Local and regional campaigning can have a fantastic impact. A strong local strategy will provide strong foundations to any national campaign. Here's how to ensure your story is covered.
Provide compelling stories with real people
Always offer a local angle or local case studies. This might take longer to sort out but it will give your campaign a greater impact. When what you are offering is competing with lots of other stories, this will help yours stand out.
It's all about the story
There is a sense that charity stories have become all surveys and no news. Local journalists dislike national surveys with simple regional facts so you need to be more imaginative.
Build relationships with journalists and producers
Send them an email with your idea and follow up with a phonecall. Get the ‘patch’ (target area) right when pitching ideas to producers. Know the programme or section you are pitching to and know the audience.
Remember deadlines, especially for local press
It’s is no good letting journalists know about a story the day before it happens or when the latest edition has gone to press. Advance warning is really important.
Think carefully about how you use celebrity interviewees
If you are offering interviews with celebrities to support a social campaign they need to be in a studio or on an ISDN line. They also need to be empathetic, understand the organisation’s story and preferably have a personal link to the campaign themselves. Local journalists can spot a fraud a mile away.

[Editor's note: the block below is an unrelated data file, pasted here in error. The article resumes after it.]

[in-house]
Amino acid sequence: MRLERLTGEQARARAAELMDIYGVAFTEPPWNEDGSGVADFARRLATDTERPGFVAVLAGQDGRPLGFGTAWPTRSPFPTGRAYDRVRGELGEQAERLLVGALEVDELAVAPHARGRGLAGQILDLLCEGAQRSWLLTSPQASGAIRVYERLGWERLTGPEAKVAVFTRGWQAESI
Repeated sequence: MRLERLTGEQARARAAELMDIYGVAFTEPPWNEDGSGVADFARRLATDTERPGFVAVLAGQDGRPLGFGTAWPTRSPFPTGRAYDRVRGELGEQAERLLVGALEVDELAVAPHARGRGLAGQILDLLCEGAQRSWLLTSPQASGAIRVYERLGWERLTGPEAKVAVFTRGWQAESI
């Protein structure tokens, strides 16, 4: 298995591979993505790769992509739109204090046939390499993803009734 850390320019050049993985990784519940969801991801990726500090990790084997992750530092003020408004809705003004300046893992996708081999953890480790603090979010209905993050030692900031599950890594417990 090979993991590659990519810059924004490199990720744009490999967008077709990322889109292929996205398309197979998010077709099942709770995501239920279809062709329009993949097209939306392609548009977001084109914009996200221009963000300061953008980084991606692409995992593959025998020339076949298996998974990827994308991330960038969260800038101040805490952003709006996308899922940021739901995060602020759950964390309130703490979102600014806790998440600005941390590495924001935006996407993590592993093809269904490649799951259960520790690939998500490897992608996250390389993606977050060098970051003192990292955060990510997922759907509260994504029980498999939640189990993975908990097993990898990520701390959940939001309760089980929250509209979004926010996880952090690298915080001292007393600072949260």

Changing media environment
More and more stations will consider using the audio and visual content you are creating. They may want to use it on air or online but they really like to know about it in advance. This is for editorial reasons as well as enabling them to provide useful input. For local radio, if you are producing an audio diary or content from a particular area, do contact the local station in advance as they might be interested in working with you on producing this content.
Be creative about the stories you offer
Dave Harvey, Assistant Editor at BBC Radio Leicester says, “I want my listener to be surprised and think ‘I didn’t know that'."